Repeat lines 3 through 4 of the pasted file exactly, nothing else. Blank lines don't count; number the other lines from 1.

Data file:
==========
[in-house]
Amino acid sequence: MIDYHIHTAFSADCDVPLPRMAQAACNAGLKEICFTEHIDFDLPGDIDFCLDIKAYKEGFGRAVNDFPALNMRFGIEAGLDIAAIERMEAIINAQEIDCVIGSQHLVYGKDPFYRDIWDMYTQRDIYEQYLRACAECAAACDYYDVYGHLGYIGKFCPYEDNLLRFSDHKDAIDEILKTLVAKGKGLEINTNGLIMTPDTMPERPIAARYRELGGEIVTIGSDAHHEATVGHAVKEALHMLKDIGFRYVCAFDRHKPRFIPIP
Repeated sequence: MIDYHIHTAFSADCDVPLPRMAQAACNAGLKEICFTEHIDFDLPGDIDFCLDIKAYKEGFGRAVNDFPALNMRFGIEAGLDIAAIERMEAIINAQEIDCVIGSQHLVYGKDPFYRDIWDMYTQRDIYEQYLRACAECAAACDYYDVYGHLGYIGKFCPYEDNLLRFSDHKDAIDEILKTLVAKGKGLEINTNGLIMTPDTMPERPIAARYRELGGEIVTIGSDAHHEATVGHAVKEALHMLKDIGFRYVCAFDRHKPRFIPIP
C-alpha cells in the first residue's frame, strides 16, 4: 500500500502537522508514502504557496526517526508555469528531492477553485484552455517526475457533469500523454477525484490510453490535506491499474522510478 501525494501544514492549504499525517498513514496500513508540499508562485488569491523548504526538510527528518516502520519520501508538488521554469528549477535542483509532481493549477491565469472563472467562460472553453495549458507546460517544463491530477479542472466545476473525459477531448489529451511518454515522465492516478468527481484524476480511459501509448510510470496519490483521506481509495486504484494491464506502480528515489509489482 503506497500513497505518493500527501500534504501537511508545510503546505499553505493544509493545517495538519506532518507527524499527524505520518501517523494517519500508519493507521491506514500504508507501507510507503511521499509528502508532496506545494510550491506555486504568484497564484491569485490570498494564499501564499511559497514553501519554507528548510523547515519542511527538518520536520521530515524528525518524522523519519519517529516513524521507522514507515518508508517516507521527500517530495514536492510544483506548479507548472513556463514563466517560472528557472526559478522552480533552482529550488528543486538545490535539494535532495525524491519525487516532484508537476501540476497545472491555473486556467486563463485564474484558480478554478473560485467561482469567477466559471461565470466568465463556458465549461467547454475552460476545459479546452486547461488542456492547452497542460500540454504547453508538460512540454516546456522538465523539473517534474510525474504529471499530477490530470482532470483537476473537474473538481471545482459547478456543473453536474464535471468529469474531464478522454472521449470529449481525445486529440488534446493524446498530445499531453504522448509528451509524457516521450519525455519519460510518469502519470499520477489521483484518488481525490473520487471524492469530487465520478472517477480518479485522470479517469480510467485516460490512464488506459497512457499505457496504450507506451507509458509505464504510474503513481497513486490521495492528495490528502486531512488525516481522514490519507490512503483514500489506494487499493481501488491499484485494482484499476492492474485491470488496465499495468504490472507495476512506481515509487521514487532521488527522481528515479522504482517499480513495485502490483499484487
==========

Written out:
Repeated sequence: MIDYHIHTAFSADCDVPLPRMAQAACNAGLKEICFTEHIDFDLPGDIDFCLDIKAYKEGFGRAVNDFPALNMRFGIEAGLDIAAIERMEAIINAQEIDCVIGSQHLVYGKDPFYRDIWDMYTQRDIYEQYLRACAECAAACDYYDVYGHLGYIGKFCPYEDNLLRFSDHKDAIDEILKTLVAKGKGLEINTNGLIMTPDTMPERPIAARYRELGGEIVTIGSDAHHEATVGHAVKEALHMLKDIGFRYVCAFDRHKPRFIPIP
C-alpha cells in the first residue's frame, strides 16, 4: 500500500502537522508514502504557496526517526508555469528531492477553485484552455517526475457533469500523454477525484490510453490535506491499474522510478 501525494501544514492549504499525517498513514496500513508540499508562485488569491523548504526538510527528518516502520519520501508538488521554469528549477535542483509532481493549477491565469472563472467562460472553453495549458507546460517544463491530477479542472466545476473525459477531448489529451511518454515522465492516478468527481484524476480511459501509448510510470496519490483521506481509495486504484494491464506502480528515489509489482 503506497500513497505518493500527501500534504501537511508545510503546505499553505493544509493545517495538519506532518507527524499527524505520518501517523494517519500508519493507521491506514500504508507501507510507503511521499509528502508532496506545494510550491506555486504568484497564484491569485490570498494564499501564499511559497514553501519554507528548510523547515519542511527538518520536520521530515524528525518524522523519519519517529516513524521507522514507515518508508517516507521527500517530495514536492510544483506548479507548472513556463514563466517560472528557472526559478522552480533552482529550488528543486538545490535539494535532495525524491519525487516532484508537476501540476497545472491555473486556467486563463485564474484558480478554478473560485467561482469567477466559471461565470466568465463556458465549461467547454475552460476545459479546452486547461488542456492547452497542460500540454504547453508538460512540454516546456522538465523539473517534474510525474504529471499530477490530470482532470483537476473537474473538481471545482459547478456543473453536474464535471468529469474531464478522454472521449470529449481525445486529440488534446493524446498530445499531453504522448509528451509524457516521450519525455519519460510518469502519470499520477489521483484518488481525490473520487471524492469530487465520478472517477480518479485522470479517469480510467485516460490512464488506459497512457499505457496504450507506451507509458509505464504510474503513481497513486490521495492528495490528502486531512488525516481522514490519507490512503483514500489506494487499493481501488491499484485494482484499476492492474485491470488496465499495468504490472507495476512506481515509487521514487532521488527522481528515479522504482517499480513495485502490483499484487